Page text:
I would like the hive's insights on 'going too fast' in a relationship.
August 28, 2014 10:39 PM Subscribe
I met a chap in July, and am now entirely done with dating unless widowed early. I would probably benefit from advice on relationships that go through the usual relationship stages at a rapid pace. With kid in tow. Assume 'don't do that' is not going to happen.
posted by anonymous to Human Relations (19 answers total) 5 users marked this as a favorite
I was not on the prowl to do this or anything. I had in recent years thought it would be nice to have a boyfriend, but I have a nice life of my own, and a young grade-school aged child, and good friends, and things are happy. And dating, never mind serious high-level commitment stuff, seemed overwhelming because he would have to meet such high standards. Especially with a kid! We'd both have to love him and who on earth was going to live up to two of us being picky?
Then in July I met an old friend's old friend who I had not previously crossed paths with. Now he is at my house every weekend and everything is terrific.
Terrific except for the vague awareness that we are doing things at a more accelerated pace than one normally does these things, and the feeling that if one is going to do that anyway, perhaps it might be good to pause and ask for counsel.
Practical whatnot: we are late 30s/mid 40s. He has no kids. My kid's father is not in the picture. There is a bit of a commute involved to see each other, but nothing unmanageable. Neither of us are what one might term "career-oriented" so I don't see huge concerns about sacrifices on either side for the other's work. We have checked in here and there to find the other one of us enthusiastic over the nice-to-meet-you, here's-a-dresser-I-emptied-out-for-you path we're on. (Google of interest here to me: "sliding vs. deciding.") We are both sane, intelligent, stable grown-ups not prone to relationship dramas.
So the request here is for the sort of advice you might want to give a friend who was single for years but suddenly all "Hey I just met this guy, and that's it, I'm set for life here partner-wise. Cool."
He comes with an endearing collection of old friends who keep being lovely to me and my kid, and if there is any hint of disapproval at all in those circles it is entirely imperceptible. My own circles seem to generally assume I've got it together enough to be making good choices but I know I've gently raised an eyebrow or two -- to be clear, while my kid likes him loads and expects to keep seeing him around (and, er, I think early on I may have threatened his life or something if things went pear-shaped and he involved any drama in the exit, but I just cannot see him being a locus of drama under any circumstances and would be eager to keep having him as a friend if for some bizarre reason we couldn't be a couple), kid is used to Mummy having friends; we have a little extra space and a sort of unique community so weekend houseguests are not something you are surprised by or would rush to bond to forever, etc.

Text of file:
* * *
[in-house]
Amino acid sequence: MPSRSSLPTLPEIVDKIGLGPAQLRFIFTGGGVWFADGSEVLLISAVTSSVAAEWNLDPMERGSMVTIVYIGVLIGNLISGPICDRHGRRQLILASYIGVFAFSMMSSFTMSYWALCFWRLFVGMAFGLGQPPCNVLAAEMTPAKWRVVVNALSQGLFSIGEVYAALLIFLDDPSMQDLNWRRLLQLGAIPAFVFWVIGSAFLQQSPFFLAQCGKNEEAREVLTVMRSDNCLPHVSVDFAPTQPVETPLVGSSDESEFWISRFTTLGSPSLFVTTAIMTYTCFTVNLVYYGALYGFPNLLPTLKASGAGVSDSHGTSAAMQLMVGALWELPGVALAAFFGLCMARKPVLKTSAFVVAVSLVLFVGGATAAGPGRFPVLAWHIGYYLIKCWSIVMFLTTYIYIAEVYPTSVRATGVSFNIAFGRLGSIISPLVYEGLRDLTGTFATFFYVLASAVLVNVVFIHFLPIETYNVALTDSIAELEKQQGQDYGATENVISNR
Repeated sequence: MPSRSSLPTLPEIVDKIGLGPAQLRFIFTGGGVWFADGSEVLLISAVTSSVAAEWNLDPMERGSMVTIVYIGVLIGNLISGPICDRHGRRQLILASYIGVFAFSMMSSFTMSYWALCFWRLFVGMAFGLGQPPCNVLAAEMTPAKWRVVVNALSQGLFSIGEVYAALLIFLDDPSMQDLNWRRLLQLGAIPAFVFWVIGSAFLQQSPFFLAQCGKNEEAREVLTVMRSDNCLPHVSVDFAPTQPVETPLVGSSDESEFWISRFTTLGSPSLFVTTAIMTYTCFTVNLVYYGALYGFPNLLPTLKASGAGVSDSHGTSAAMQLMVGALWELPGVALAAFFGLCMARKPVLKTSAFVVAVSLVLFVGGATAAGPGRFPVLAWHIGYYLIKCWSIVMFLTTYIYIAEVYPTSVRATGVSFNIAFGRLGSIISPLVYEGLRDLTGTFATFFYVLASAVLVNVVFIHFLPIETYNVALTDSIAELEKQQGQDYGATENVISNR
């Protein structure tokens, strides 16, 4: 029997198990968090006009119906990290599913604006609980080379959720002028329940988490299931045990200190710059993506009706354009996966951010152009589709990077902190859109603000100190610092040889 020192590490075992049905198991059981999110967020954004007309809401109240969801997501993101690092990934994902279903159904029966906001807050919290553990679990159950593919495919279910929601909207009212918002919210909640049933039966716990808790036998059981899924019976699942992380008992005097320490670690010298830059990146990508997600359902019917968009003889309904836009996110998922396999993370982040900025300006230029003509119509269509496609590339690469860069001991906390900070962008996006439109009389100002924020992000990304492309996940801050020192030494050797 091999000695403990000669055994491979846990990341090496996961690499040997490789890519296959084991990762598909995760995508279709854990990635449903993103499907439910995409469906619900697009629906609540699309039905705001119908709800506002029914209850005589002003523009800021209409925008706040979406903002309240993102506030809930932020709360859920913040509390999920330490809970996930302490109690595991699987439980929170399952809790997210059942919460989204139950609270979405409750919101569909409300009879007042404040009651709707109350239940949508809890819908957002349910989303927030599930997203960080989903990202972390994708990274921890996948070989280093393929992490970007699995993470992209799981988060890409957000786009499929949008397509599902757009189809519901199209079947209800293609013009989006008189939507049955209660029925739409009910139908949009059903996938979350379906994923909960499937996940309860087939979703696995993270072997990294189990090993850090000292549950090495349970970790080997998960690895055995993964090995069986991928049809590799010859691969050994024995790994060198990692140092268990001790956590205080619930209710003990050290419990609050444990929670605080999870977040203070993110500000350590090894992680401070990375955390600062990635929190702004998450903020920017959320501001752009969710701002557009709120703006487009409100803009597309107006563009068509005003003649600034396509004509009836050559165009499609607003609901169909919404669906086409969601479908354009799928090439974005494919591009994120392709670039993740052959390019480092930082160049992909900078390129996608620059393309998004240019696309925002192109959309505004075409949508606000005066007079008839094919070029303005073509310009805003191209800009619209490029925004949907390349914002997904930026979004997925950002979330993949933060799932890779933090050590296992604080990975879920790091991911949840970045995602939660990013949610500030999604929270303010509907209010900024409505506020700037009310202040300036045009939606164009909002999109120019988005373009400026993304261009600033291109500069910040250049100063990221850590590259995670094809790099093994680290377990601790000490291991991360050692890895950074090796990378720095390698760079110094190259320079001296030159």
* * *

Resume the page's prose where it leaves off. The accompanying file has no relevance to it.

I am not a fan of the hackneyed advice given to single mothers about dating, which tends to lean to the "don't even say their name in front of your child until you have a ring on your finger!" side. By that logic one should never have a close friend in one's life at all, because they might move away or die or stop being your friend or whatever, and then your child might be hurt. And how are you supposed to assess compatibility with your offspring like that? I don't want a relationship with anybody my kid dislikes; I don't have the time or child care to sneak around, and my kid has excellent taste in people and has consistently been the canary in the coal mine for alerting me to flakes and baddies on the periphery of our lives. My view is that the risks lie in encouraging the kid to think along this is your new parent! lines. Which: ew. But shortly after it was obvious that he was a boyfriend I tucked my kid in one night and got "You know, I wouldn't mind if [he] was my stepfather," which completely threw me because the kid had previously been wholly anti-stepfather in general. I had had sort of boyfriend-lite things twice before and my kid couldn't have cared less, but now it is "Please can we have him over again? Soon?" (I have not mentioned the seriousness with which I am taking the whole thing, just: yes, we will, I'd like to see him too...)
So I am also open to advice on throwing a second adult into a single-parent family, early as it may be to be thinking even further down the road here. If you were the kid in this situation (assume of course your mother's boyfriend is the bees' knees as far as you are concerned) your perspective would be useful.